When Bobby Labonte realized he'd lost the alternator in his No. 18 Chevrolet, he wasn't even disappointed. He just felt that hollow ache that has persisted for most of this season -- a season in which Labonte has 10 times finished outside the top 20 and seven times not finished at all.
But on a day when Joe Gibbs Racing driver Tony Stewart won for the third time in four races, teammate Labonte delivered what Stewart called the best news of the day with a third-place effort that everyone at JGR hopes is a signal that the operation can once more become a two-car threat.
"It was a great run for us," Labonte said. "We've had a lot of stuff going on all year that we couldn't control. When we lost the alternator with 100 laps to go, I figured I wouldn't finish because I figured something would happen. Luckily we didn't have a problem. Third [place] was good for points and we've gained a lot of momentum."
The timing was perfect for Labonte, who worried that NASCAR Silly Season rumors were going to hurt his team's morale. Despite the team's disappointing finishes, the No. 18 crew had stayed upbeat and continued to work to find solutions for the program's ailments.
On Friday, rumors circulated that Labonte was on his way out of JGR at the end of the season. Having gone through this before and seen it take a toll on his crew, Labonte grew concerned. He quickly denied the rumors, but remained worried about how the team would react. Sunday's run was a good sign.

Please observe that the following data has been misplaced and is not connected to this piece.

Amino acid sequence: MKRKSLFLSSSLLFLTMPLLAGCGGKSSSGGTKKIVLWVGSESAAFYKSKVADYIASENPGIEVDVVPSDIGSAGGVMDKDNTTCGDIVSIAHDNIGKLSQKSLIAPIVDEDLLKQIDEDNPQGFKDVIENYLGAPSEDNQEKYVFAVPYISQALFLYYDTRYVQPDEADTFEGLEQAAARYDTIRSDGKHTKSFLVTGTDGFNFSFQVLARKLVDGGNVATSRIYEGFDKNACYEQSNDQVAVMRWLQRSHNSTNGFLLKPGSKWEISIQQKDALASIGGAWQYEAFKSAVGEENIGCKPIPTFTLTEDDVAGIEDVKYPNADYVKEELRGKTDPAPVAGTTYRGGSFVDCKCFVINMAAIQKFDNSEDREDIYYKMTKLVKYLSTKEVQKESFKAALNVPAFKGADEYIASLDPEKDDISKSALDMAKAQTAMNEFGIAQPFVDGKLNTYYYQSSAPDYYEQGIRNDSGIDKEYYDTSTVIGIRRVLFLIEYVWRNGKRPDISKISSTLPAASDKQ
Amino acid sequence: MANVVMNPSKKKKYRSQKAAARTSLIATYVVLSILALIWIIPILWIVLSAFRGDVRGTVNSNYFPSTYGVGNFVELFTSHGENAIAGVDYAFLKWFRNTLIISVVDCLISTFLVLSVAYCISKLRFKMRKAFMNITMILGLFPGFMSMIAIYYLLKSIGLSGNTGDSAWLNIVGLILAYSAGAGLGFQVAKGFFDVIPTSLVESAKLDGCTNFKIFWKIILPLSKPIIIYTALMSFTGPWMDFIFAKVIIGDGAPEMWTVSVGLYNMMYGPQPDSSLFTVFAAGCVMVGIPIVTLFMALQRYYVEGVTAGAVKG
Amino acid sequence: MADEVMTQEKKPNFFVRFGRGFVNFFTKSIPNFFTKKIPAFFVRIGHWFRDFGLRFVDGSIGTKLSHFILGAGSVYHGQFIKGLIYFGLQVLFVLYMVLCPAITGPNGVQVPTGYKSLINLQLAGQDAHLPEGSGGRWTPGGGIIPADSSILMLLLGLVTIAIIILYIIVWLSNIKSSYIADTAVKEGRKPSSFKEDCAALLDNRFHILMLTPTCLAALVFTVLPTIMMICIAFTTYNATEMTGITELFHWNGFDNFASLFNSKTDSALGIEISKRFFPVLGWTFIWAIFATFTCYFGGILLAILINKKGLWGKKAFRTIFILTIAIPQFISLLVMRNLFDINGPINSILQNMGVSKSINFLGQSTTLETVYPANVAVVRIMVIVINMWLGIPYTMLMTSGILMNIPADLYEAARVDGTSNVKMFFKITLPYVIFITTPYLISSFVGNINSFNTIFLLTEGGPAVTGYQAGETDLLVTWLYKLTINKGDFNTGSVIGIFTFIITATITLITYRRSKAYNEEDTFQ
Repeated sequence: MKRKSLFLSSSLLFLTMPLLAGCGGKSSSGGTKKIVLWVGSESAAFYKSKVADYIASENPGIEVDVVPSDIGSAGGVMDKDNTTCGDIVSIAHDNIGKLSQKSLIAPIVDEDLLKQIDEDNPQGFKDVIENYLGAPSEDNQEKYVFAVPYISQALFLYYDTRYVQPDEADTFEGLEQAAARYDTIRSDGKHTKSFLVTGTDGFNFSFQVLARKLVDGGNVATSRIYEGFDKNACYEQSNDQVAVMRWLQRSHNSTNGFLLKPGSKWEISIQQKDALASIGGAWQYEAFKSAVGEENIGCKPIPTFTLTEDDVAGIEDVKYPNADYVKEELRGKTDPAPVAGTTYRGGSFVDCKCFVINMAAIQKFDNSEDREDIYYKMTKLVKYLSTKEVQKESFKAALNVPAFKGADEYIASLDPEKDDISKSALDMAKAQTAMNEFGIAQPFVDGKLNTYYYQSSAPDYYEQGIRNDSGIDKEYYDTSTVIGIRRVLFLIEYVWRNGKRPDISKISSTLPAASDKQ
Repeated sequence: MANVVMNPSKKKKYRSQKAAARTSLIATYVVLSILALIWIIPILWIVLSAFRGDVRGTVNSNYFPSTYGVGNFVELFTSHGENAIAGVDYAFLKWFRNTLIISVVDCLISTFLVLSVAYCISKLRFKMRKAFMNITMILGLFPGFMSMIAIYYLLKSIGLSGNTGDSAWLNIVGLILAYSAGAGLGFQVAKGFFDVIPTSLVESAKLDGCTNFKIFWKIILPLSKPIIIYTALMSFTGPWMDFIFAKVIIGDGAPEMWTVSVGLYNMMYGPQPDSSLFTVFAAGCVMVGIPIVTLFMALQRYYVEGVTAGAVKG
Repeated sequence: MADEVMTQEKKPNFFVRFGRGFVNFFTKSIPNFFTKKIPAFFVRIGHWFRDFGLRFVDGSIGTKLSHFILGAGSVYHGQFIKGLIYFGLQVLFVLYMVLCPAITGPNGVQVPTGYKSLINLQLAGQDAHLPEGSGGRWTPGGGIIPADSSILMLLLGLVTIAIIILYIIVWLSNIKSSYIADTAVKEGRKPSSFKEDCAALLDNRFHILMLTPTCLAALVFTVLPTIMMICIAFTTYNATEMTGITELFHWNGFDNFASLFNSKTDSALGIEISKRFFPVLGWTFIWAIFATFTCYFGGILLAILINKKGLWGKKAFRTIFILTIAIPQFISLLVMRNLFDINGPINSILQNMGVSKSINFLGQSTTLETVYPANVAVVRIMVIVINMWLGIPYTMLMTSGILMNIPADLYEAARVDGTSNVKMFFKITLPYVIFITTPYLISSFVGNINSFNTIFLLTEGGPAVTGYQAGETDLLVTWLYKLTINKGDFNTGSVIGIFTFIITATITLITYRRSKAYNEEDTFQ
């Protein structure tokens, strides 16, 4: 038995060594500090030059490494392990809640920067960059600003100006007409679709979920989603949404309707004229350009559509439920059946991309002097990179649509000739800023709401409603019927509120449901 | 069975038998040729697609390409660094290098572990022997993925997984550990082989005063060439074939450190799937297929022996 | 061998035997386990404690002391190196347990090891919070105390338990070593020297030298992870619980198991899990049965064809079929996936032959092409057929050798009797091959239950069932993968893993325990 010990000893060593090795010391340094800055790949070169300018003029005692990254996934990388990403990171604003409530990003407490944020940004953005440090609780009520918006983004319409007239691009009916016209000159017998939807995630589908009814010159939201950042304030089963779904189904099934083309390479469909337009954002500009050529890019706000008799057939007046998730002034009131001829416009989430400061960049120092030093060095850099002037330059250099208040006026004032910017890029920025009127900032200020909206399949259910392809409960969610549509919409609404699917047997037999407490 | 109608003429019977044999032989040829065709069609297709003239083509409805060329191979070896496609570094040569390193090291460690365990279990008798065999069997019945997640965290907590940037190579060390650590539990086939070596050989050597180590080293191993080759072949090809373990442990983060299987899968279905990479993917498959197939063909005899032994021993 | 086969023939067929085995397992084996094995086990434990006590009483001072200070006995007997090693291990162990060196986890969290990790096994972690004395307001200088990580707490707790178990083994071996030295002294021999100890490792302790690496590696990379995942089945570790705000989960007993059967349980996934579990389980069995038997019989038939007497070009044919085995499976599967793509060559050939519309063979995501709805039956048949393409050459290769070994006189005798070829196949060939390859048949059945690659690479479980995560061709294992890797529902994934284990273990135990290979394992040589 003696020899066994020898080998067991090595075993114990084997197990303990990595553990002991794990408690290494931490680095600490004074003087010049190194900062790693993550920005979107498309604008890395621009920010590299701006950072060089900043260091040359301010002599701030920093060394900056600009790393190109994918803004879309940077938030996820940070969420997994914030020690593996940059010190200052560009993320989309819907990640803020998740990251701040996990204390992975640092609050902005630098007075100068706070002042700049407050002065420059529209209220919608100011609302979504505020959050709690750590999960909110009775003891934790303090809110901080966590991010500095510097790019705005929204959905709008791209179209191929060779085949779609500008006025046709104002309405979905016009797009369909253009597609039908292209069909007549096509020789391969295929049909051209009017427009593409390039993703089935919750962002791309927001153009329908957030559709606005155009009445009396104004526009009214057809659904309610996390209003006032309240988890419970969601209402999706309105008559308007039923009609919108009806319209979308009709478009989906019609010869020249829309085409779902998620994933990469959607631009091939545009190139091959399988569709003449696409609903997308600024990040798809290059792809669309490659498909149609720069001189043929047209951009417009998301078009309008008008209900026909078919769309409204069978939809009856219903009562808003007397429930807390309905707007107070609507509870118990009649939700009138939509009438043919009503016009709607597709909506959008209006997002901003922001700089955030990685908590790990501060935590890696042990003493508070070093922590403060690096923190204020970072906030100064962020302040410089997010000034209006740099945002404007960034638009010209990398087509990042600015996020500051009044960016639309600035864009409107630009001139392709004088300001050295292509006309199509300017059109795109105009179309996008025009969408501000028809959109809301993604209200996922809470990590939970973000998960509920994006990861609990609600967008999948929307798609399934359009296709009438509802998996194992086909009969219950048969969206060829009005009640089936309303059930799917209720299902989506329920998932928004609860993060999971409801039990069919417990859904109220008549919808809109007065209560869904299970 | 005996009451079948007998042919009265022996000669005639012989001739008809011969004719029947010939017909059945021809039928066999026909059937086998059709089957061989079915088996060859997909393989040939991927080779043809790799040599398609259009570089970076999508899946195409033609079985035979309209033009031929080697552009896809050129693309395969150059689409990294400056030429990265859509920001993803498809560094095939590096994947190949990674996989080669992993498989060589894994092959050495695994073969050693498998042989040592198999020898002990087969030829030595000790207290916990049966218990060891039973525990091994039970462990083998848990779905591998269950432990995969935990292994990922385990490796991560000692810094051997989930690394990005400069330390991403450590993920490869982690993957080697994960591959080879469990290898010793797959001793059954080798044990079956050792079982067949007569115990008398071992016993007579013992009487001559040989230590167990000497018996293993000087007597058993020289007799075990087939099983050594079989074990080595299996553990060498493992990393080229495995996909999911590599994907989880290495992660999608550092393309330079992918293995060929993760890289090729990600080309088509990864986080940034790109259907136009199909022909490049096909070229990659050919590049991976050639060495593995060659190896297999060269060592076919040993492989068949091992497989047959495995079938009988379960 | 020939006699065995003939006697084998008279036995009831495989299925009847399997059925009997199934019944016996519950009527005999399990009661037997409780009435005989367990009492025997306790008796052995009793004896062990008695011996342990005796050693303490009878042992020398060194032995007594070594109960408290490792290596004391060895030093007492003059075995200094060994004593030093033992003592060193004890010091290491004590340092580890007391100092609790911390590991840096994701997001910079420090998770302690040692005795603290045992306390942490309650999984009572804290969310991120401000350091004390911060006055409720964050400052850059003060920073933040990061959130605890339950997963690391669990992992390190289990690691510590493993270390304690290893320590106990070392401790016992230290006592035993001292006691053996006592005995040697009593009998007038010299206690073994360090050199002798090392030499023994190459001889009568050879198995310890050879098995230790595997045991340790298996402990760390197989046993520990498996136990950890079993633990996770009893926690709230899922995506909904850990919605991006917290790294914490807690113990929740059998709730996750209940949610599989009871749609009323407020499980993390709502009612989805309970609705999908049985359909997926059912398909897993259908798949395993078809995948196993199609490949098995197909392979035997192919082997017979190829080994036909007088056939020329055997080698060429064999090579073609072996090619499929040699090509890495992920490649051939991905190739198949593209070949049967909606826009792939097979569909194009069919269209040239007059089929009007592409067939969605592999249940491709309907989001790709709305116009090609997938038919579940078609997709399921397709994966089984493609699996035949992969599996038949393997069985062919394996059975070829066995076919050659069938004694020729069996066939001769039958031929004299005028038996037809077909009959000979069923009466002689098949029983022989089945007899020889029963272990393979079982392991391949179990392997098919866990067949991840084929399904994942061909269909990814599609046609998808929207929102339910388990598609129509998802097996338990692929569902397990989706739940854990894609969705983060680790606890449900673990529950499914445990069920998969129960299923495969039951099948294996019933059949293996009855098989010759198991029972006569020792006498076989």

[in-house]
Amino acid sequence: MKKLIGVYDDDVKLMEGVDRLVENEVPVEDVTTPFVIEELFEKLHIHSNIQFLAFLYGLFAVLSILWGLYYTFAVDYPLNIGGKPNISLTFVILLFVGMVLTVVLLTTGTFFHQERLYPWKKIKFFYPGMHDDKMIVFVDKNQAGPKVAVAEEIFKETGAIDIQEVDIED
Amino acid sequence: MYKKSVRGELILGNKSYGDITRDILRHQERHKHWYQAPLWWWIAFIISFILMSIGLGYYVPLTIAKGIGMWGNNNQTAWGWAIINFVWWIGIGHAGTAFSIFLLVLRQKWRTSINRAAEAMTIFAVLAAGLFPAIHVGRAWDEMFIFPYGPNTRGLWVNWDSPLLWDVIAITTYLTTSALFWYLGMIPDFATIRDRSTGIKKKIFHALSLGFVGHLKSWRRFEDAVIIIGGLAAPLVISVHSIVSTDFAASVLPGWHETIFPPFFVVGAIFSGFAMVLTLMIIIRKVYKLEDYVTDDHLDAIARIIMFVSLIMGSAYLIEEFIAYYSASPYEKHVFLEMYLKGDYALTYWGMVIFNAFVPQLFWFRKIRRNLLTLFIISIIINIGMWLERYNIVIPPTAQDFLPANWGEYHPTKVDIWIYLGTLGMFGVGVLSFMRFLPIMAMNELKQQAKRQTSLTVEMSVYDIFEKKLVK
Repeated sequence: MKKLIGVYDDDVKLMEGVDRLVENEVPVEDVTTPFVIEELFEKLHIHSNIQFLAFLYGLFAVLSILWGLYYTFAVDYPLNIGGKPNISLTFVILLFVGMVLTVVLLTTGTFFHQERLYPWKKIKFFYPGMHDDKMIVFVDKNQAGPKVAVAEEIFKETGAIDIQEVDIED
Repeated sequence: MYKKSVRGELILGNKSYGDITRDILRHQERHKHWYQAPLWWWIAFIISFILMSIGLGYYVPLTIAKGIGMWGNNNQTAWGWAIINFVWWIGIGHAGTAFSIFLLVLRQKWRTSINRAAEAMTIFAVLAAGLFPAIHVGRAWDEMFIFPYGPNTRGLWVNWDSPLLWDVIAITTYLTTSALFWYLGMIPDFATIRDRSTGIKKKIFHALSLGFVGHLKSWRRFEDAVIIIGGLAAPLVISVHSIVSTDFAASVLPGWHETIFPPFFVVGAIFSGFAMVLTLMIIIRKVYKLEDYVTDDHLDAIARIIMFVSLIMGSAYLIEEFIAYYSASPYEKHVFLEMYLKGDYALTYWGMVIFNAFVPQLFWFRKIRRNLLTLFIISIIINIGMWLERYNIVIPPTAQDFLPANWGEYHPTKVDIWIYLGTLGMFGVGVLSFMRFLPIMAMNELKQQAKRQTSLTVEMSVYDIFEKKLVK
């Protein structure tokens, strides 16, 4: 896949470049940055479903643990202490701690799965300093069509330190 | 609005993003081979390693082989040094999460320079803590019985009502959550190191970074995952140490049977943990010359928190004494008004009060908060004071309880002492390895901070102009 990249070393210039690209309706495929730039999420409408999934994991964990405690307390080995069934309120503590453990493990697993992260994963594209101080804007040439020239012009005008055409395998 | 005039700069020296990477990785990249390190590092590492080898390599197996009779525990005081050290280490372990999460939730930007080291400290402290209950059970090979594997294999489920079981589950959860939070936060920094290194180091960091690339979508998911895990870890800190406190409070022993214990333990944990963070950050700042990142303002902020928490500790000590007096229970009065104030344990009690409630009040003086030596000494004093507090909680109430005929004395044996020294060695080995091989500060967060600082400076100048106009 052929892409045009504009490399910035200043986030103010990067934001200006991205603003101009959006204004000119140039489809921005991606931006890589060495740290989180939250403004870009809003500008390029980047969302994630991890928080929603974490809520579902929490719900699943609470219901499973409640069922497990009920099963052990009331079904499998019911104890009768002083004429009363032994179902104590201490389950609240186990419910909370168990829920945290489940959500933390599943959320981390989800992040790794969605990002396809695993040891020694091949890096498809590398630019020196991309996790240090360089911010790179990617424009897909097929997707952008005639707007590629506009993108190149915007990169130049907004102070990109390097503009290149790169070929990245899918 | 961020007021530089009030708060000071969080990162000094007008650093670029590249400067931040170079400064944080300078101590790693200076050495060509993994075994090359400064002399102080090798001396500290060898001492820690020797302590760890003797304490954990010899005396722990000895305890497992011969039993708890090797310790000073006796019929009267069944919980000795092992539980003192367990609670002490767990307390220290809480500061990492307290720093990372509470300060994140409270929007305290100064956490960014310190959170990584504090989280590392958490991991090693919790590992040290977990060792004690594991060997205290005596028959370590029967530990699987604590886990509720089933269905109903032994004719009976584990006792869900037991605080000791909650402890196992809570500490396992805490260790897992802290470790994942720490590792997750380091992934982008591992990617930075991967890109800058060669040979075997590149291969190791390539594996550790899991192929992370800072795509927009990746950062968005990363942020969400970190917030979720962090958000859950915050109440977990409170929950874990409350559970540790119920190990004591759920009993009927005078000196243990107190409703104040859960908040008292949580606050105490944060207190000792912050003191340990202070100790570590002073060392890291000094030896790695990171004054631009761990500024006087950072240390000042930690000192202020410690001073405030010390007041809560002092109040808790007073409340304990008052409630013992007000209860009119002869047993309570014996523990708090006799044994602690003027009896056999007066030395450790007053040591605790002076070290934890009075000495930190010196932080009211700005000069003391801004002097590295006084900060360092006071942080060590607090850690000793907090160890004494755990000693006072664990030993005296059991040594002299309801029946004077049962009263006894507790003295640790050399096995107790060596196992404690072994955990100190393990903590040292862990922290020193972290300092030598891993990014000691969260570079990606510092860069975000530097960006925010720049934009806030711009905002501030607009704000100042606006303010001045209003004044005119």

"We're trying to make a better race team out of it," Labonte said. "We're in a performance-based industry. If you don't perform it looks like you need to be out of there. You try to make it better. I've got strong ties at Joe Gibbs Racing so I'm not worried about [the rumors]. I just want to run good. There is no truth to the rumor. Running good today is good for our race team.
"The big thing is for the guys who work on the car week in and week out and keeping their head up when we have bad finishes or bad runs. Having a positive attitude is a big thing. We've had good cars -- not cars to win, of course, but cars that were competitive if we would have had track position. With the wrecks, blown motors and my mistakes, that's the first half of the year."
Labonte said his team was willing to count the first half as a loss and take it from here. Still back in 23rd in the points standings, Labonte points out that it wasn't long ago that he was 37th. Now, at least, he's on his way up.
"A lot of guys have a lot [of points] on us as far as the season and getting better," Labonte said. "We got a late start because of all that. But I'm proud of all the guys. It's a lot of hard work. The fact that our guys can hold their heads up high and get ready for next week and hopefully try to build and have some momentum is good."
It's better than good. Stewart, who is the hottest racer on the circuit right now, climbed down from the fences he's taken to scrambling up and made that real clear.
"Bobby switched his radio to my channel and congratulated me," Stewart said. "I asked him where he finished because I couldn't see and he said he finished third, which was the best news all day. It's finally showing that it's not just one of us that can do it. It shows the package we brought was solid. Bobby and I have two totally different driving styles and so that felt good for both of us to make this package work. On Monday, the morale for the race shop will be at an all-time high for the year."
Rupen Fofaria is a freelance writer living in Chicago and a regular contributor to ESPN.com. He can be reached at firstname.lastname@example.org.